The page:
Financial professionals can help you choose the best asset allocation based on your financial goals. They can also help you select assets that will keep your fees low. Many mutual funds have high expense ratios that could cost you more than you anticipate. Selecting low-cost investments can help your money grow faster because the effects of compounding are stronger. In generally any fund with an expense ratio over 0.5% is “expensive” and many options are now below 0.1% which is excellent.

When it comes to reviewing your asset allocation our Net Worth Dashboard tool allows you to track all your investments in one place.

5) Not regularly reviewing your plan

Even if your contributions are automatically collected from your paycheck, it’s still a great idea to review your account regularly. You will want to ensure contributions are being made and you still have the appropriate asset mix for your financial goals.

As you move closer to retirement, you may want to lessen your risk exposure to protect the nest egg you have worked so hard to build. Reviewing your plan regularly will give you peace of mind and make sure you’re on course to achieve your retirement goals.

6) Borrowing against your 401k

Borrowing from your 401(k) account is a big mistake for one of two reasons. The first reason is you’ll make less money in your 401(k) account. If you choose to take money out of your account, you’re missing the opportunity of the funds growing with the market.

The second reason is you may end up paying more in penalties and taxes. If you find you’re unable to pay back your loan in the allotted amount of time, it will become a distribution. This means you will have to pay a 10% penalty as well as income tax on the full loan amount.

If you’re not careful this could be financial devastating. That’s why you should have an emergency or rainy day fund in place to handle unexpected expenses. Borrowing against your 401(k) should be an absolute last resort.

7) Not considering a Roth 401(k)

You contribute to a traditional 401(k) with pre-tax dollars. This means that when you go to take distributions in retirement, you must pay income taxes. Around age 71 the IRS will be force you to start taking withdrawals from your 401(k) called “required minimum distributions”. If your account balance is high this will raise your taxable income substantially, which in turn increases your marginal tax rate, which then eats into social security and pension benefits.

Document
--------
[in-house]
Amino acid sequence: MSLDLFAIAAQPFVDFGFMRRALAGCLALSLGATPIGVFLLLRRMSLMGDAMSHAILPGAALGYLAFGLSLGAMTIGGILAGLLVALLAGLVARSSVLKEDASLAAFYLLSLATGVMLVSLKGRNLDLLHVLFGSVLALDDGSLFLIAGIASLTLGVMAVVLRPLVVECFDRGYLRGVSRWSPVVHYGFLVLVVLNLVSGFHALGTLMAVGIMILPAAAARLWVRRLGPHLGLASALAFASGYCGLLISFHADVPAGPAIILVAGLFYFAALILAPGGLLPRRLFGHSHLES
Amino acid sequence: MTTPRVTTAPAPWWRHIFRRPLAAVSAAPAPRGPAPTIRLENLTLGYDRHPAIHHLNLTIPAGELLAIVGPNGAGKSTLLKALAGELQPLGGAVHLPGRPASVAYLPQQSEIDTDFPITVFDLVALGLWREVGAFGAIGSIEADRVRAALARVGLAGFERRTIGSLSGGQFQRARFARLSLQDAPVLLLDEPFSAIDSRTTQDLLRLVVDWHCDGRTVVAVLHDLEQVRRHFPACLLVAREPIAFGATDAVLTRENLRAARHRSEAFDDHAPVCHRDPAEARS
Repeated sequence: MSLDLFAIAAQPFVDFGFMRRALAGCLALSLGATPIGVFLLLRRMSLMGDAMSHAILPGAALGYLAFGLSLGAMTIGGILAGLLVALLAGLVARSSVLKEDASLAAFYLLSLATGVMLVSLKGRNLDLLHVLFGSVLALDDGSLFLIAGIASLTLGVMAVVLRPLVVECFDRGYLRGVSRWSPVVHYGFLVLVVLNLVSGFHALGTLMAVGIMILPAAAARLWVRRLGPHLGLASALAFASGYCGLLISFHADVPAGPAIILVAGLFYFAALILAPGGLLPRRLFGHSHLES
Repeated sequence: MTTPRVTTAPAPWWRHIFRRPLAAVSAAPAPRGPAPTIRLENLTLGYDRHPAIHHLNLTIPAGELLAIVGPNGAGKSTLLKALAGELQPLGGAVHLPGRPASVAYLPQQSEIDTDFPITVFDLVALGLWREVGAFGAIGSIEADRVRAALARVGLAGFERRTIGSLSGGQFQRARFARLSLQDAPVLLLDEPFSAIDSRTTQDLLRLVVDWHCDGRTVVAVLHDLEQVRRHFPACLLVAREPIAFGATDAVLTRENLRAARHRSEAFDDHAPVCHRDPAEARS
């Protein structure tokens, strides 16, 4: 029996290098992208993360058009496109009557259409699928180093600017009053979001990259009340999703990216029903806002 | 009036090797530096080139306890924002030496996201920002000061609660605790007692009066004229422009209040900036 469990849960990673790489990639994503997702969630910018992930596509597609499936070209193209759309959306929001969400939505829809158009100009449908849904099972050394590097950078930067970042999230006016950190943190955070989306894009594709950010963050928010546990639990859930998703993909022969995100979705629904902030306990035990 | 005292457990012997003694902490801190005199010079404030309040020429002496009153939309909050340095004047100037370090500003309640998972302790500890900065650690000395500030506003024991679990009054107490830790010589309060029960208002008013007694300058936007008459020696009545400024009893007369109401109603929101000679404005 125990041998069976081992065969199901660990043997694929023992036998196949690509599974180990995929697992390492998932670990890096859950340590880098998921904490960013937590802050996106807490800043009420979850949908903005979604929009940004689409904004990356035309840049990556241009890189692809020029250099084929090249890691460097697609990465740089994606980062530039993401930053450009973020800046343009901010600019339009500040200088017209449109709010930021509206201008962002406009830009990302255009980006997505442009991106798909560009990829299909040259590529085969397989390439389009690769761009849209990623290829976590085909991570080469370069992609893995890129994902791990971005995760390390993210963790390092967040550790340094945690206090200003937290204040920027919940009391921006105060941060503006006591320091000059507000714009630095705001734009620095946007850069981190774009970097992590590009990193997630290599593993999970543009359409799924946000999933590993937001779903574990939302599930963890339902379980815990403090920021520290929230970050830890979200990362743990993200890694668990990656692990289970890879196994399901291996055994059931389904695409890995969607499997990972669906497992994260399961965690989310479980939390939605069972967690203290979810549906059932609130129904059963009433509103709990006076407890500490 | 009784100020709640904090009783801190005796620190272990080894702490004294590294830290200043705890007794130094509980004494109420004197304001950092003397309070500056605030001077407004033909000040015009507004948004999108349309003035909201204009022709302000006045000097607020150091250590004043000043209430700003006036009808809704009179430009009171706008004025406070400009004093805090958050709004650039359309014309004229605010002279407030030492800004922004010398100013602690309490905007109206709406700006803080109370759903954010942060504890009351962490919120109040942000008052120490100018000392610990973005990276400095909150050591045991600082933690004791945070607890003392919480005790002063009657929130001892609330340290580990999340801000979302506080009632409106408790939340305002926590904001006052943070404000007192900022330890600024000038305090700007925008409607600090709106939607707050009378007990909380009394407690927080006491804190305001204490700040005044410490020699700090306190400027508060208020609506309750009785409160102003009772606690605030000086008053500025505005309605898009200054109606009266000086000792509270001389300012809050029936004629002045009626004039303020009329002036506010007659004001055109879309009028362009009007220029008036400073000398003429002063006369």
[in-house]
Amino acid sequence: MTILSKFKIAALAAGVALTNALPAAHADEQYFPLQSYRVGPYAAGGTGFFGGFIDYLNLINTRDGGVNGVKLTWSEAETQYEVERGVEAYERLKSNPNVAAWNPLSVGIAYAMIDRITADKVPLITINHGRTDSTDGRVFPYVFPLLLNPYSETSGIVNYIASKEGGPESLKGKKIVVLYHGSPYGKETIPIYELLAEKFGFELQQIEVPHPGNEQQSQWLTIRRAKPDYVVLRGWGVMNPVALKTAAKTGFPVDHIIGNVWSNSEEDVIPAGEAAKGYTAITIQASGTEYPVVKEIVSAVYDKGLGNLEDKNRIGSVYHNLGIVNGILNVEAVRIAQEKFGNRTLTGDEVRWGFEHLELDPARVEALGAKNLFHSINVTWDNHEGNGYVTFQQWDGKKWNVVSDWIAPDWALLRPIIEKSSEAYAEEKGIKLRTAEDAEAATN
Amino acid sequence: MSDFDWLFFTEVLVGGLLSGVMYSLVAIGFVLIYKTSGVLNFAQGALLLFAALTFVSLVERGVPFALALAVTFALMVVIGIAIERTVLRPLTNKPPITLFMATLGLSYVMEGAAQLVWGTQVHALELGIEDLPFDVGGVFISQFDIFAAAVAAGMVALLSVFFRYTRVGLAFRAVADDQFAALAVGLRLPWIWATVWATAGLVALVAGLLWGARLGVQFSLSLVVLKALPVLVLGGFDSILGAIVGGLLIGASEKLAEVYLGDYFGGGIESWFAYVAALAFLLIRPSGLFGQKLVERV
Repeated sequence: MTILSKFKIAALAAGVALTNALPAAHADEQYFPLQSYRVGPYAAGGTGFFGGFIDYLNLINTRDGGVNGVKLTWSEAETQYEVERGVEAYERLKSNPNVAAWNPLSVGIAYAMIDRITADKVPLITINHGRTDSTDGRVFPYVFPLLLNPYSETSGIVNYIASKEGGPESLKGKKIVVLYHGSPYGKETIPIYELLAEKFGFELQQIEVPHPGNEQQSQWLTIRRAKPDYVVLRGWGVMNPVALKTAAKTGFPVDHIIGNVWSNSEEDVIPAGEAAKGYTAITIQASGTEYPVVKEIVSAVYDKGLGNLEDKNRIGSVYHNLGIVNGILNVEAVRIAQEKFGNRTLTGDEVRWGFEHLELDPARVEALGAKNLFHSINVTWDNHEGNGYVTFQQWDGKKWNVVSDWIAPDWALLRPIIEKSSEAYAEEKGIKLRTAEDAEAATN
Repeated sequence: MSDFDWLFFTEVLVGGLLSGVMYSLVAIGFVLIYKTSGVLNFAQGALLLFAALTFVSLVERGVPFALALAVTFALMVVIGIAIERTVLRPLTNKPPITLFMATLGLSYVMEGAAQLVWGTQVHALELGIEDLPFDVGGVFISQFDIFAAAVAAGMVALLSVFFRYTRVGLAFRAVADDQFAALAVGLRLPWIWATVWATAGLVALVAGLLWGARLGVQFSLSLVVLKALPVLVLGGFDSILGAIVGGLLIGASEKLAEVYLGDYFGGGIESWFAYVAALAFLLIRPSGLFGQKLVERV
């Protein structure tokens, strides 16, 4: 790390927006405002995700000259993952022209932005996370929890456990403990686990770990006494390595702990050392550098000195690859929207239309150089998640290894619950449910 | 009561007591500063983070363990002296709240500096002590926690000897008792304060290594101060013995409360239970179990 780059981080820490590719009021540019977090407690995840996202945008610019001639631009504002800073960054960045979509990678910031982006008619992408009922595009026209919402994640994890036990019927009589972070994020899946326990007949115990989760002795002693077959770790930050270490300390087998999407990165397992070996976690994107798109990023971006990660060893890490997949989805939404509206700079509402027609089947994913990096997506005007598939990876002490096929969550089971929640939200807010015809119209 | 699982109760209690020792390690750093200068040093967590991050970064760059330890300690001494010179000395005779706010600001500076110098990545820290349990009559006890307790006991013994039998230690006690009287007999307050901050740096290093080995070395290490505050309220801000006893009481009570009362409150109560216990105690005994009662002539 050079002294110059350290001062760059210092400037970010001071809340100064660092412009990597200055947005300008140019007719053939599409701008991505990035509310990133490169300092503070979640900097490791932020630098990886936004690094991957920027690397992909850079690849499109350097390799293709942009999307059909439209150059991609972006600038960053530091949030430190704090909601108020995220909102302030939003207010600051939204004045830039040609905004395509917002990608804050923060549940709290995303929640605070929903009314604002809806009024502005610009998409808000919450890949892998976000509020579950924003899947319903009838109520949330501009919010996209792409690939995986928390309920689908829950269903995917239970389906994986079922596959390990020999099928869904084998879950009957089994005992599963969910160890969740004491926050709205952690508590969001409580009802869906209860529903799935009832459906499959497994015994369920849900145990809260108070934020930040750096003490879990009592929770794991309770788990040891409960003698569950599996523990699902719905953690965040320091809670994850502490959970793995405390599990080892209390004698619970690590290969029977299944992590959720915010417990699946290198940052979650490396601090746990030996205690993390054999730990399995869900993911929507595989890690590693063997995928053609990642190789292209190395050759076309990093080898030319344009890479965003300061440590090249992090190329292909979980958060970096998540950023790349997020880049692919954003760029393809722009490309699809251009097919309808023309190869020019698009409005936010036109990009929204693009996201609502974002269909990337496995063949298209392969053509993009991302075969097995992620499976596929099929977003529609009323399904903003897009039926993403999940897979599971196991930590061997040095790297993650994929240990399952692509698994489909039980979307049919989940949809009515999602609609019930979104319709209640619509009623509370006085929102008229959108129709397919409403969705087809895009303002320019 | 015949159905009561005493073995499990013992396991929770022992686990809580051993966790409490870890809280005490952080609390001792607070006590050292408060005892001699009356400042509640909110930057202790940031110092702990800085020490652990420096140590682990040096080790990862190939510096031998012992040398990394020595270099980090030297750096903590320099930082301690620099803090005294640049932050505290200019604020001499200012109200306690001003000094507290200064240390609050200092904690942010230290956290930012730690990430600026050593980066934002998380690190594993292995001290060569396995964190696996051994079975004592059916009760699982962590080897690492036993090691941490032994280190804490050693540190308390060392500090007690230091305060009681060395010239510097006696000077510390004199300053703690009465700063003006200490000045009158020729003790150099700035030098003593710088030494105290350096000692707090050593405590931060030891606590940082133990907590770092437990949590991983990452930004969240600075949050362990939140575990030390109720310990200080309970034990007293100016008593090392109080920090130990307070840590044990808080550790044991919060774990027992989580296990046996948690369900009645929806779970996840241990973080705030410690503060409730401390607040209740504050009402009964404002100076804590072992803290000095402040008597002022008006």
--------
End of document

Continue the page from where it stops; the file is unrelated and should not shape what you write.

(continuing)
Today many companies offer Roth 401(k) plans. These plans allow you to contribute with after-tax dollars. Since you’ve already paid your taxes, all distributions are tax-free.

If you think you will be in a higher tax bracket come retirement, this may be a viable option for your 401(k) plan. Speak with your Human Resources Department for details and determine if this option is right for you.

8) Not considering your tax burden in retirement

According to a Schwab Retirement Plan Services Inc. survey, only 38% of 401(k) plan participants anticipate taxes in retirement. If you’re unaware you have to pay income taxes on all distributions in retirement, this could lead to significant budget challenges.

It’s important to calculate potential taxes into the total amount you will need to save for retirement.

The bottom line

If your company offers a 401(k) plan, it is smart to take advantage of this retirement savings option. Take the time to meet with a financial professional and your Human Resources Department to understand the ins and outs of the plan offerings. The more you understand your plan, the better you can maximize this opportunity to save for the future.

If you’re unsure of how much you need to start saving, try using our Retirement Saving Calculator to get you on the right track toward financial security.


The post Are You Making These 8 Costly 401k Mistakes? is part of a series on personal finances and financial literacy published at Wealth Meta. This entry was posted in Net Worth, Risk Reduction